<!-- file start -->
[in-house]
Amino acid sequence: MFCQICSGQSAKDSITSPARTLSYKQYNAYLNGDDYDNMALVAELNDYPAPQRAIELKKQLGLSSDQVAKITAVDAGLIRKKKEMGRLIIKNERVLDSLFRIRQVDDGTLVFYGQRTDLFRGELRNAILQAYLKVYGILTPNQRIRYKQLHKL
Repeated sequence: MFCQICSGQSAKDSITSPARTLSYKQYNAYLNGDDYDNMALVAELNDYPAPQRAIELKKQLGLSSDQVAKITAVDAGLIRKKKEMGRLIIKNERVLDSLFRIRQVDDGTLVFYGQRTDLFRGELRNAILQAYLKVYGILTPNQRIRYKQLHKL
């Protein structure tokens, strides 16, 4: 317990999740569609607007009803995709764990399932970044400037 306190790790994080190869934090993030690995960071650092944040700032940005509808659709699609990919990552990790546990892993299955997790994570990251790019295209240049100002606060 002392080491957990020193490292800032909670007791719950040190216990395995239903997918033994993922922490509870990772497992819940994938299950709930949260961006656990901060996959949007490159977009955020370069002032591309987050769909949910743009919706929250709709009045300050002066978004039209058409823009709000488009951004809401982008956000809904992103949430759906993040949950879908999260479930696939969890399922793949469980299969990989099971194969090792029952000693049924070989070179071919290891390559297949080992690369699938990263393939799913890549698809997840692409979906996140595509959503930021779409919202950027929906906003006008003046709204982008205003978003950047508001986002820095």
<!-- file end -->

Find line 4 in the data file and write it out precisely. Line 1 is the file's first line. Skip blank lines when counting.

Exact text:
């Protein structure tokens, strides 16, 4: 317990999740569609607007009803995709764990399932970044400037 306190790790994080190869934090993030690995960071650092944040700032940005509808659709699609990919990552990790546990892993299955997790994570990251790019295209240049100002606060 002392080491957990020193490292800032909670007791719950040190216990395995239903997918033994993922922490509870990772497992819940994938299950709930949260961006656990901060996959949007490159977009955020370069002032591309987050769909949910743009919706929250709709009045300050002066978004039209058409823009709000488009951004809401982008956000809904992103949430759906993040949950879908999260479930696939969890399922793949469980299969990989099971194969090792029952000693049924070989070179071919290891390559297949080992690369699938990263393939799913890549698809997840692409979906996140595509959503930021779409919202950027929906906003006008003046709204982008205003978003950047508001986002820095």